The smooth flow of the production of billions of bicycles, games consoles, cuddly toys, books and ponies (unfortunately a highly problematic product, considering the glaring discrepancies between order intake and delivered goods, due to import restrictions put in place by legislators against the interests and desires of their clients) relies not just on the digital support from order intake to warehouse logistics (where the WMS solutions by Objective take effect) but also on the fact that the co-creation principle is cultivated throughout the Father Christmas company. A major contributor to this is Baby Jesus, who, in his role as Chief Experience Officer, has an excellent instinct for the needs of the clients, and is very adept at developing solutions together with them, how the desired PlayStation might be delivered to them in future instead of the wrongly delivered sticks or switches.
At the Father Christmas company, they like to have several pairs of hands involved in the making of the Christmas pudding to determine the best recipe. The MES system by GEFASOFT ensures that any potential chaos is avoided by monitoring the cookie-production in real time, from chocolate chip consumption to the temperature of the ovens – it is a well-known fact that there is potential for things to go wrong in the Christmas kitchen, especially when younger trainees suddenly rule the shop floor.
Speaking of the potential for error: in order to minimize that risk, Santa Claus, as the head of quality management, employs the products by QDA Solutions. Statistical process control (SPC) helps to dimension manufacturing tolerances (this is a challenge especially with the padding of stuffed toys, where a little too much or too little cotton makes all the difference to a satisfactory cuddle experience, not to mention the changes in warehouse capacity considering the whole of 500 million teddy bears produced every year). The gnomes are relying on LIMS for the establishment of standards for material control: the rejection rate of bicycles, for instance, has gone down by 100 percent since the gnomes were informed that in order to pass the quality test, a bicycle does not need to fly, but should have wheels rather than runners.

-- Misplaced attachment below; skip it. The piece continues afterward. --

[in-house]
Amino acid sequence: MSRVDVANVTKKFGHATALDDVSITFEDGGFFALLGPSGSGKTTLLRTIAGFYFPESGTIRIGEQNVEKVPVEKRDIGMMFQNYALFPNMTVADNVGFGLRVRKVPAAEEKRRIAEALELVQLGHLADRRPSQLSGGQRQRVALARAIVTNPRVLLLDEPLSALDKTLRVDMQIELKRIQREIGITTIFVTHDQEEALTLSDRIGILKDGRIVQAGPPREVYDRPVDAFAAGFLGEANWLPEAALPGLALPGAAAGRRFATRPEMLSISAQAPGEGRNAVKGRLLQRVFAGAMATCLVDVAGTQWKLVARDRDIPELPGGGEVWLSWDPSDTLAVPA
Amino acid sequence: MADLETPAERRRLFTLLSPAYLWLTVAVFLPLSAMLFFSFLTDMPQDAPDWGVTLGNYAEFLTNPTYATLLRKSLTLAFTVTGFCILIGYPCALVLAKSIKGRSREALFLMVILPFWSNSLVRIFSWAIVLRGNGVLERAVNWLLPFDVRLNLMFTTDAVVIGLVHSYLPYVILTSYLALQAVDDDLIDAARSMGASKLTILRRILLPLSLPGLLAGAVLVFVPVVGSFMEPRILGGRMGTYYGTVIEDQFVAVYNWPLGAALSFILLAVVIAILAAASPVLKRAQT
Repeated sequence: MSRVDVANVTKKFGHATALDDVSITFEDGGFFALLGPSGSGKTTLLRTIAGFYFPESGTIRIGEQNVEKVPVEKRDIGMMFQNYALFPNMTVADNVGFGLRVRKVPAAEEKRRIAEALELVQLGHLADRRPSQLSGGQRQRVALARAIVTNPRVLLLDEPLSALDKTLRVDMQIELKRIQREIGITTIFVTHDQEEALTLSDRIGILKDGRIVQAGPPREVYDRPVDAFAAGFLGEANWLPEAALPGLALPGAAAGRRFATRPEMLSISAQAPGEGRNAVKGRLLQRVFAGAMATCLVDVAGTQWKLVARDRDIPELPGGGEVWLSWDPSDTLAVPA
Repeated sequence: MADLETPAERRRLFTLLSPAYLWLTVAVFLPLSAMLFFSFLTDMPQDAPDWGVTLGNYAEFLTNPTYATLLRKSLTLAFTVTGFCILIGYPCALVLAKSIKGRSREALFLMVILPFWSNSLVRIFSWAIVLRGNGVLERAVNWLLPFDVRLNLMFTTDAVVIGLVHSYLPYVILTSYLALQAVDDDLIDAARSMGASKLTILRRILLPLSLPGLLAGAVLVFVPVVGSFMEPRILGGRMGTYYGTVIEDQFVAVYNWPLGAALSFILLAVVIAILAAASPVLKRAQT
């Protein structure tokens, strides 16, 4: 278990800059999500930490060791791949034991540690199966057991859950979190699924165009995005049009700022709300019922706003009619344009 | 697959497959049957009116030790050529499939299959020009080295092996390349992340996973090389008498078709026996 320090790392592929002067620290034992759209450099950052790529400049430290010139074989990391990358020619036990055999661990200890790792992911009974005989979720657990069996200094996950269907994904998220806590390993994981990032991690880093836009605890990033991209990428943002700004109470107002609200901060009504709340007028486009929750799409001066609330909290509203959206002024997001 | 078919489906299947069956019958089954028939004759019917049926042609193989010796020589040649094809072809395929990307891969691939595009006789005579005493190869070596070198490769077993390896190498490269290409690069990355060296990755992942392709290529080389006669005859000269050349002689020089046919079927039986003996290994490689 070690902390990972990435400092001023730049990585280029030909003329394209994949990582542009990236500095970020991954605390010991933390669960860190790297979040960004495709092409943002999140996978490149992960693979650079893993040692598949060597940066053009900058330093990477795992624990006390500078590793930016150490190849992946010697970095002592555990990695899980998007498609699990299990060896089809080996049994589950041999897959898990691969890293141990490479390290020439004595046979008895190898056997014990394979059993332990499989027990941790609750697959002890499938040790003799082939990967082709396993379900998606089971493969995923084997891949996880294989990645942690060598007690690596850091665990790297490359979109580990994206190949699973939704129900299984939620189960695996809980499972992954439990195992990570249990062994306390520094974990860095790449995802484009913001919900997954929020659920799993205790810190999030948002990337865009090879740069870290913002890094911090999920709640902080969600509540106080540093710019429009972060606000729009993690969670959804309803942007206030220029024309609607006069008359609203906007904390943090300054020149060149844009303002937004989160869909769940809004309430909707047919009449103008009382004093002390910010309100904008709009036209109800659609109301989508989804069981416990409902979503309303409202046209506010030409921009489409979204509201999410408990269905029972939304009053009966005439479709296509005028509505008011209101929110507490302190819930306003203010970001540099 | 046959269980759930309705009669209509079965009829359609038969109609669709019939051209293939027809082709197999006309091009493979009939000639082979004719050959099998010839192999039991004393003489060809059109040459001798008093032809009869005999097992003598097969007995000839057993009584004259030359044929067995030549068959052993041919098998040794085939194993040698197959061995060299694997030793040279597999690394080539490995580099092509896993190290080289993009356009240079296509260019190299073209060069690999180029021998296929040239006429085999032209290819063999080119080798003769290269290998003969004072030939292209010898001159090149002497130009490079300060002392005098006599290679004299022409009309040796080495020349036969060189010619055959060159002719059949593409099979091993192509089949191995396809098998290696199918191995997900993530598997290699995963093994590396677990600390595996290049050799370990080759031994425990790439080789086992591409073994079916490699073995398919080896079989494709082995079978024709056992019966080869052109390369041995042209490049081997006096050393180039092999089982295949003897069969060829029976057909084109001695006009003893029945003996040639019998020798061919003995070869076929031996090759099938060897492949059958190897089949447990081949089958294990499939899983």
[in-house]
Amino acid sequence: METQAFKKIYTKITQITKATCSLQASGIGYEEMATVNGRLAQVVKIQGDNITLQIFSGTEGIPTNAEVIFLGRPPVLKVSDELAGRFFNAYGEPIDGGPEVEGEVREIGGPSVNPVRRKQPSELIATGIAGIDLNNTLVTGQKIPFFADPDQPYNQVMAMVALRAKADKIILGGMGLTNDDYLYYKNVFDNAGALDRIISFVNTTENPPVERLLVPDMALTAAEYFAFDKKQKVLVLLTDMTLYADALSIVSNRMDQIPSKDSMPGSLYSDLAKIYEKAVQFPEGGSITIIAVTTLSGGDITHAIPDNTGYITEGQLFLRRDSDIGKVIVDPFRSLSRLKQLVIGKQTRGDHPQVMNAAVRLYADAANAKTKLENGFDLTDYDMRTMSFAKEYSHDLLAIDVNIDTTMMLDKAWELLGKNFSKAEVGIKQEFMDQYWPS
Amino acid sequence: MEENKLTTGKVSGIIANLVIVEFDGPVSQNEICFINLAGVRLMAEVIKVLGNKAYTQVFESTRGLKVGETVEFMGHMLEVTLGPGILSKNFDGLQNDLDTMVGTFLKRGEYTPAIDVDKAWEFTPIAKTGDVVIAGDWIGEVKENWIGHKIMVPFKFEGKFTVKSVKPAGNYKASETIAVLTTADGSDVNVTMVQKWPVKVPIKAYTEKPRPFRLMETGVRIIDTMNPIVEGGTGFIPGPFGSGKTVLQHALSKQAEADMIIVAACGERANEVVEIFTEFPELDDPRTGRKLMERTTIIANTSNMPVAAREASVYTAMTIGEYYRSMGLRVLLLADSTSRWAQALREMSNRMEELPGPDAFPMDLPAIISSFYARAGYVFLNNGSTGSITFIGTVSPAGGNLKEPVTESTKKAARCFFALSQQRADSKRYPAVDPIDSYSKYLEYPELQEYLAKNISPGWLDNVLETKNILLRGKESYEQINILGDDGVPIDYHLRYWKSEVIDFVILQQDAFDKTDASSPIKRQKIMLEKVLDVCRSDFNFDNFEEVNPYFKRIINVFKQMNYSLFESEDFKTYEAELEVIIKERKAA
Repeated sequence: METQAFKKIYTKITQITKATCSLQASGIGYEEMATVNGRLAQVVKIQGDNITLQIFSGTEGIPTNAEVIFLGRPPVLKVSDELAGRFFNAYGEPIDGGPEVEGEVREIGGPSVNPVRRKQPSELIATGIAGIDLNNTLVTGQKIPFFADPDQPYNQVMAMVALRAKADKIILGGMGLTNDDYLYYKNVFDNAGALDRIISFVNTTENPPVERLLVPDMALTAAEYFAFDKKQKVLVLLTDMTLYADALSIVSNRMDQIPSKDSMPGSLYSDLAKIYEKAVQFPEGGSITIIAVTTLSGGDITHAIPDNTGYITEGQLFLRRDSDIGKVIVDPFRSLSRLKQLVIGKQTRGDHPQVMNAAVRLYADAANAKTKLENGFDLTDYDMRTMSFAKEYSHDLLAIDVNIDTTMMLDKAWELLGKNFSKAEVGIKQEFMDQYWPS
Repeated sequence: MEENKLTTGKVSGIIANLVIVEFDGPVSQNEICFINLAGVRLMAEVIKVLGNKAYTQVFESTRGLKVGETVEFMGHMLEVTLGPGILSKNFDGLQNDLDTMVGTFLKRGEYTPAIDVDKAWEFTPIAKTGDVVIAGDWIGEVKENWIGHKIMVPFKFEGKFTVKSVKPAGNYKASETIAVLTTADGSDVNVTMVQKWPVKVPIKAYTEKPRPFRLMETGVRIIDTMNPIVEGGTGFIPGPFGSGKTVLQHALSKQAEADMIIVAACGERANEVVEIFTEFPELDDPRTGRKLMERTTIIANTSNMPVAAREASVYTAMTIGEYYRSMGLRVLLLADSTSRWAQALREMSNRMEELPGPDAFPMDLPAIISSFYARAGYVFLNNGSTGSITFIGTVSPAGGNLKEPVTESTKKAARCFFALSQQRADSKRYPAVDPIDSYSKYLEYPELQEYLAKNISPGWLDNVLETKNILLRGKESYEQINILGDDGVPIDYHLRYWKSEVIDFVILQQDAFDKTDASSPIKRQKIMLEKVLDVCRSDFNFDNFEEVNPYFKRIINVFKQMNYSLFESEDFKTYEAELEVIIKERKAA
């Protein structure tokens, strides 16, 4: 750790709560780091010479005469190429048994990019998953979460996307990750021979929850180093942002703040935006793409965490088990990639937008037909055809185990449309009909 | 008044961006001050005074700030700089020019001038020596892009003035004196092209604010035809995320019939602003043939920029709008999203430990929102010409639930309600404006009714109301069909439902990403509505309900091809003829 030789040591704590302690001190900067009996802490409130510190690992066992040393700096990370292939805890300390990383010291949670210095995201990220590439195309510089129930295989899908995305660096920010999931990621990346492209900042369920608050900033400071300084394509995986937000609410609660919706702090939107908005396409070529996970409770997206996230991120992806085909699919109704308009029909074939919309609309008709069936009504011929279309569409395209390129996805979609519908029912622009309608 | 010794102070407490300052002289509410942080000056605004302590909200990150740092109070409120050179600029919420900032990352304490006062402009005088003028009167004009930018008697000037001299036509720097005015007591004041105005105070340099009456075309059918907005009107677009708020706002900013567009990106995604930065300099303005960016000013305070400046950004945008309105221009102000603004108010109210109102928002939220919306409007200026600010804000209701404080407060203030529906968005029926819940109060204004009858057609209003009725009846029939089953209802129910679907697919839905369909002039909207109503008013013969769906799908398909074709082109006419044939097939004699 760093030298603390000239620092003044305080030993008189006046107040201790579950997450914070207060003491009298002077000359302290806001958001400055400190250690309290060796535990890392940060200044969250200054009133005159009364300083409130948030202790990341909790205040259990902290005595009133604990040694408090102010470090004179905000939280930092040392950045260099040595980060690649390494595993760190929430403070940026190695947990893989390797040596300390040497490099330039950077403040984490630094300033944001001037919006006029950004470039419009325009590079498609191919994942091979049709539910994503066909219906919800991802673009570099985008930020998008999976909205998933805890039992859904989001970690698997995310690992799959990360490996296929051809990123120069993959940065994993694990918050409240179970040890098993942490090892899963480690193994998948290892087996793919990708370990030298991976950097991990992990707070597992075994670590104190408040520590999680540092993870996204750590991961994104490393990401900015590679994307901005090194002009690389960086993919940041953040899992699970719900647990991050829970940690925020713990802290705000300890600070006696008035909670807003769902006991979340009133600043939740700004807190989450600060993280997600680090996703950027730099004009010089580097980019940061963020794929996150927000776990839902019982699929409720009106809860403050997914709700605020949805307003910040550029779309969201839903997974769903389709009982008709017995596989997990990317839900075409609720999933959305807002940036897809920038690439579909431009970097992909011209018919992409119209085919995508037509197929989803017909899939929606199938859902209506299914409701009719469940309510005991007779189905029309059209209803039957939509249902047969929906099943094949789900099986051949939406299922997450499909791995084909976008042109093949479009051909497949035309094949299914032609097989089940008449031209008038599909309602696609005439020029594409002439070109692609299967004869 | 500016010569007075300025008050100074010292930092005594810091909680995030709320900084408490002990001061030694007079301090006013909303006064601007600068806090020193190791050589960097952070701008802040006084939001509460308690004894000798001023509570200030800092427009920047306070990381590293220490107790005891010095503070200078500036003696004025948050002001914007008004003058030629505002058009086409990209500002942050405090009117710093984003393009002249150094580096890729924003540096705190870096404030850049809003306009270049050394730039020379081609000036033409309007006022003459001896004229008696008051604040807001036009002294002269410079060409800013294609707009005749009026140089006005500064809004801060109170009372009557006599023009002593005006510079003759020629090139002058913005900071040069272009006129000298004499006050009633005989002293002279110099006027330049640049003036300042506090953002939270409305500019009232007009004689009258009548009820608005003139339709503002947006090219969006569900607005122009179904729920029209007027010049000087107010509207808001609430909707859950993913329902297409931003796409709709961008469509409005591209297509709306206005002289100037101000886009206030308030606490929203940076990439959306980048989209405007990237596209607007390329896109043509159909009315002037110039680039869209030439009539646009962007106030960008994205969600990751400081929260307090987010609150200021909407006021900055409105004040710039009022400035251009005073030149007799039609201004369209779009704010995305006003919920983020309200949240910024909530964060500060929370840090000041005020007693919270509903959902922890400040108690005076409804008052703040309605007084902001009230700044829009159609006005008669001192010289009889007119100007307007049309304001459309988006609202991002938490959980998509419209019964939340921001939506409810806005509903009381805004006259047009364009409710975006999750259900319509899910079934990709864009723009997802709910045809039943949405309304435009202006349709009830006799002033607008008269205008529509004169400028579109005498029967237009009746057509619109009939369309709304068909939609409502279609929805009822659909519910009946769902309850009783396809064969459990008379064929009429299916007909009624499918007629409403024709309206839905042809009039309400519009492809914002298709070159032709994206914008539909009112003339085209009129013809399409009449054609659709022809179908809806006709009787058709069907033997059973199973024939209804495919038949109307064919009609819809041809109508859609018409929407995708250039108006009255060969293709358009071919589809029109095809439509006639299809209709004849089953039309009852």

Originally, Santa Claus was content to personally conduct a short check on St. Nicolaus day on 6 December at the 233 million delivery addresses for Christmas eve, measuring customer satisfaction in the somewhat mysterious unit of “well-polished boots”. But since Father Christmas was made aware of the exchange figures of the international retail industry during the two weeks after Christmas, due to wrong or damaged deliveries, he has become very keen on the Advanced-Planning-and-Scheduling-Solutions (APS) by ORSOFT, so Santa Claus has introduced a complaints management as a precaution. He also loves the opportunities for advanced quality planning and uses the APQP method in order to meet the challenges the habit of his customers of changing their demands every year brings with effective forward planning.
Father Christmas now starts with the simulation of planning scenarios in the summer. Accordingly, since he has time for optimisation and also will have a Unified Production Workplace at his disposal with Edge One next year, which will help him reach the absolute maximum efficiency in his production, we would not be surprised to find if Christmas Eve came on 23 December.